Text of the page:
Why shouldn’t we expect REBEL MOON to be like “Dune” and “Star Wars”?

So where is Zack Snyder heading with Rebel Moon? I already know it’s not towards “Star Wars.”

Lukasz Budnik

24 April 2024

rebel moon

6/10, and the first part rates an 8/10. It’s a good direction, although not without its stumbles, especially if the third part only achieves a 7/10 level. Once again, I find Zack Snyder reminding me of a talented but editorially homeless writer, creating on a diazepam-fueled haze powered by cheap liquor, then printing his output on monochromatic rough paper, perhaps in a friend’s basement, without editing, without distance from his work, perhaps creative in its depths but still in need of solid revisions. I hope someone will someday tell Snyder that slow motion coupled with manual harvests and rustic singing by girls reminiscent of Polish peasants is a recipe at best for creating a pastiche of space opera, not a competitor for Star Wars. That’s how the critics see it, yet I somewhat liked that distinctiveness, though I’d make a few tweaks—like ramping up the eroticism of the harvest. Amidst all this melodramatic embarrassment, there’s potential for an entirely unexpected stylistic direction, which surprised me greatly, and I only discovered this turn by Snyder now. Fortunately, I didn’t have to wait long for Rebel Moon: Wound-Giving, and my hopes after the first part were high, as was my curiosity about what would come next. The quality of a series isn’t determined by its beginning but by its development, where the viewer should discern a coherent line of progression, the solidification of symbolism, and the budding cultishness of characters’ personalities. So where is Zack Snyder headed with his series? Now I know it’s not towards Star Wars.

This jab at Snyder as a homeless writer isn’t an accusation, just a factual statement about the norm among most writers, screenwriters, and word people. Really, if you were to read the first drafts of famous novels, your hair would stand on end. I’m not just talking about orthographic, stylistic, and substantive errors, but the continuity of events, narration, basically the structure of the text itself. The work that editors and proofreaders do is invaluable to creators because artists will never notice certain mistakes in their works. The script for Rebel Moon 2 looks like it was written by someone who hadn’t had a good night’s sleep after finishing it, hastily turning the first draft into production. Hence maybe the first 30 minutes of the production that one must endure and refine in their mind. So in it, slow motion chases slow motion, in quantities even for Snyder surprisingly horrendous, without any justification by the plot or style. The scene at the table before the battle with the marauders of Admiral Atticus Noble is, however, a masterpiece of melodramatic exaggeration. Each character tells their own story, of course in slow motion and with words that no propagandist orator at a communist rally would be ashamed of.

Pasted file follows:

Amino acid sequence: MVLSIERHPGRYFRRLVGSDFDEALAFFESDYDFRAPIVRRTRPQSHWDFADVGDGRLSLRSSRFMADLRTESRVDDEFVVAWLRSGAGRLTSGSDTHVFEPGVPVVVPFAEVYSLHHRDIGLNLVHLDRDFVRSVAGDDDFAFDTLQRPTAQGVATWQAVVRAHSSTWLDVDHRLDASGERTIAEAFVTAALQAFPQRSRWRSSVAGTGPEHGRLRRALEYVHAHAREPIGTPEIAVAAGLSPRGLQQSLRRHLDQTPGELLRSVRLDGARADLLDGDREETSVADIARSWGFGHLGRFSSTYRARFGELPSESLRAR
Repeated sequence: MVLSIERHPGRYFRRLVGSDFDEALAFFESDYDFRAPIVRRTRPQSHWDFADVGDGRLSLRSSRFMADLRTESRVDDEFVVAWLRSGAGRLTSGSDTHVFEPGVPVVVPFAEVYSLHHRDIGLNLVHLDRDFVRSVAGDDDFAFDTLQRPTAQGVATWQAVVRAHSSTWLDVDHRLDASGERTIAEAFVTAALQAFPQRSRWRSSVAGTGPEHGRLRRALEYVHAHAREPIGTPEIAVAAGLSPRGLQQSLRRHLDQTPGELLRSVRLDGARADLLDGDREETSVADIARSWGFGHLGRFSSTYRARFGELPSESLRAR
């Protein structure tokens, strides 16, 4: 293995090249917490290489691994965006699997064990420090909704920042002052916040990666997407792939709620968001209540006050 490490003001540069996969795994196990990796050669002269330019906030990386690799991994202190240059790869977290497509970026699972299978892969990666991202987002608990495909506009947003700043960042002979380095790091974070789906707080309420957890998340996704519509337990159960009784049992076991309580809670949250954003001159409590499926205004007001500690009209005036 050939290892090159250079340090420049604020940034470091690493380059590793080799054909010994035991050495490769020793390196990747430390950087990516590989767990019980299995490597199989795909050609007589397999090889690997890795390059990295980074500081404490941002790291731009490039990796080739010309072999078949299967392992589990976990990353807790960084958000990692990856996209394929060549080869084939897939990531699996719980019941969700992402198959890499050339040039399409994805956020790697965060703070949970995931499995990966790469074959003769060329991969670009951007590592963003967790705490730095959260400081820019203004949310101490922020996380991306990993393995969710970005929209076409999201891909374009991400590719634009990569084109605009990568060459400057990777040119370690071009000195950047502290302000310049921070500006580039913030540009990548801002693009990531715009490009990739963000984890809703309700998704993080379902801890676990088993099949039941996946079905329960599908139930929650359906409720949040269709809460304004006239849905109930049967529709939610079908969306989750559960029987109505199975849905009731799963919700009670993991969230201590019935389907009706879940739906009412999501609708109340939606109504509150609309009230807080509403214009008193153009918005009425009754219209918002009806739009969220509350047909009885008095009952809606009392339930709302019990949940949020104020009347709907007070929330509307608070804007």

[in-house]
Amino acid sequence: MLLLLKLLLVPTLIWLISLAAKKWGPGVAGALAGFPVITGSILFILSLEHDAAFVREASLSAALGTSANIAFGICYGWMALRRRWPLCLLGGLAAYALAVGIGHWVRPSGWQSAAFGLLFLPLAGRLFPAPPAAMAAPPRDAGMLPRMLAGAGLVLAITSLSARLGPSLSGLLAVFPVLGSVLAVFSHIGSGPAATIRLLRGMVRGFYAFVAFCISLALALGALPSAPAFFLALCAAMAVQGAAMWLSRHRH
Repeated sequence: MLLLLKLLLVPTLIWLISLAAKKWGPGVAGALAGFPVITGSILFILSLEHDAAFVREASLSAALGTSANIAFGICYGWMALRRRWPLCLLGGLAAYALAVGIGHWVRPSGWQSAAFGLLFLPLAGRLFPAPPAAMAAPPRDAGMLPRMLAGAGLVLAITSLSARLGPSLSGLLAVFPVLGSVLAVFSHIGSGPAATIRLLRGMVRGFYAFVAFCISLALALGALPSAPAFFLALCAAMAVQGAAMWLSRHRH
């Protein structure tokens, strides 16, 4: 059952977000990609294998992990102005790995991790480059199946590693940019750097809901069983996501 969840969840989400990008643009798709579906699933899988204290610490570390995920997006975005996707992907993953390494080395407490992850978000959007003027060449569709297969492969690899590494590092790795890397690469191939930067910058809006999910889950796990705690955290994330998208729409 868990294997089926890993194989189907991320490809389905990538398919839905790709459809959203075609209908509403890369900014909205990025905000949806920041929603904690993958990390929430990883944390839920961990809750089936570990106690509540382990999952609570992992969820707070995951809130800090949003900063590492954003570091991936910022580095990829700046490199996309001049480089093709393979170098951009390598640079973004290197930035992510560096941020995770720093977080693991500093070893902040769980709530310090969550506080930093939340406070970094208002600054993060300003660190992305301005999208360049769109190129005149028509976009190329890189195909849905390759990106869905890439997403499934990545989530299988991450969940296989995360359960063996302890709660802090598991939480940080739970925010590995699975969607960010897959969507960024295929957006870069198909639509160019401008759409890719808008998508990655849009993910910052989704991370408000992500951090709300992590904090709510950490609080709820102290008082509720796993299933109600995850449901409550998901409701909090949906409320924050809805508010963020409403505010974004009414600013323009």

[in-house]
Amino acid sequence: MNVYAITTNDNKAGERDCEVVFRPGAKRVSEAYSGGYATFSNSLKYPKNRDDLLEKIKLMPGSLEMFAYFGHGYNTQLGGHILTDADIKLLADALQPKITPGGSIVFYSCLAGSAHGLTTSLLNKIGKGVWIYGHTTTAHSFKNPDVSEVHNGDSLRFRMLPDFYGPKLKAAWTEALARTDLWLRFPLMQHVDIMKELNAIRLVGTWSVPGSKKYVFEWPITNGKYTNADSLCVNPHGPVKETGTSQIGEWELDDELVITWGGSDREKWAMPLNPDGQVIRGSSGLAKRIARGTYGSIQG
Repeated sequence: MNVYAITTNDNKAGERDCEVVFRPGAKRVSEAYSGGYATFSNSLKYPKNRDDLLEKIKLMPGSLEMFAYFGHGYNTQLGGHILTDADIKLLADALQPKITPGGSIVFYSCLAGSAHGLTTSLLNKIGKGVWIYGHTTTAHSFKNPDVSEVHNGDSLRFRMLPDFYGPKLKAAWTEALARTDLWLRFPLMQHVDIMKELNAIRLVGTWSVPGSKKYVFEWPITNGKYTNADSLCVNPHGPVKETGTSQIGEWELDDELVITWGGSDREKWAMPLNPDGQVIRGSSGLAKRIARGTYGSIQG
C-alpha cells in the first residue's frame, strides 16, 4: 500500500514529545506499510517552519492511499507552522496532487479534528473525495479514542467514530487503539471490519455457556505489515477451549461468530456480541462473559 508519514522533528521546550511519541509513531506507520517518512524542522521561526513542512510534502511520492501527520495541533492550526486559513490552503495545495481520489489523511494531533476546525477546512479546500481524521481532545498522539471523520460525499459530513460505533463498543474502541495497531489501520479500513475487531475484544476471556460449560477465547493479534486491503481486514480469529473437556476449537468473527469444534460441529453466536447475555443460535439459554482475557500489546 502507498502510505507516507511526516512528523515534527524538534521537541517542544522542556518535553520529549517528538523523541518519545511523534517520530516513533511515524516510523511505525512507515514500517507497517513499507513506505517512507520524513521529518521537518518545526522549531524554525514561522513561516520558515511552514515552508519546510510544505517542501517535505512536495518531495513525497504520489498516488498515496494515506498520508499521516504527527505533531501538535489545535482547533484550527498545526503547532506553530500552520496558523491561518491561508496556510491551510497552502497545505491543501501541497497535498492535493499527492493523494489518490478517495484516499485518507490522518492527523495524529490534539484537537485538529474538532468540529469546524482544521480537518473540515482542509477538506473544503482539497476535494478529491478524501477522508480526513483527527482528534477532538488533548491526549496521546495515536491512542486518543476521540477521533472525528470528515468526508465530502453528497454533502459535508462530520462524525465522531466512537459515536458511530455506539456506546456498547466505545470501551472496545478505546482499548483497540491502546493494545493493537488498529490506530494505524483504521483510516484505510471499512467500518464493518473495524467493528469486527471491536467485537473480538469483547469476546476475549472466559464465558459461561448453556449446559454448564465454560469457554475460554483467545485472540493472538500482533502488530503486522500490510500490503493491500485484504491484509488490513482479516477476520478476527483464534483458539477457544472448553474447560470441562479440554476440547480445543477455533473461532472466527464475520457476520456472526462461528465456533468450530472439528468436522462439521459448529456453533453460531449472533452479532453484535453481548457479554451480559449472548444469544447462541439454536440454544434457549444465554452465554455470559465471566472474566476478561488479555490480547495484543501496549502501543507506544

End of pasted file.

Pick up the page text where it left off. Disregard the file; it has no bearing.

I have the impression that for some critics, these roughly 30–40 minutes to develop the plot overshadowed their evaluation. It’s also undeniable that both parts of Rebel Moon are decidedly too short, thus not guaranteeing adequate saturation of the plot with information. The director must weave them in at the least expected moments because there simply isn’t time to adequately present the world and the characters living in it. Wound-Giving ends in a way that viewers can expect more, and if it doesn’t arrive, the film will surely find itself among compilations of unfinished universes. For Snyder, the only salvation now is a break from realizing his dreams to cool off a bit, because what he’s done has enormous potential but isn’t yet properly polished. A sort of directorial false start, except it’s the poor viewers who must use wet wipes, not because they’ve cried with emotion, but because they’ve yawned. Two over three-hour films—this is how it should have been so far. And we viewers await the third, and maybe even the fourth, and a prequel. After watching the second part, my enthusiasm has slightly waned because I see Snyder got carried away with self-admiration. However, I’m not writing off the saga and won’t torment Snyder as some critics do, shouting everywhere that he has fallen low. He’s a distinctive director, sculpting his aesthetic cave in defiance of critics, which earns my respect, although I don’t always like it, and sometimes it’s downright unbearably tedious—like the overly long sequence of cosmic harvests.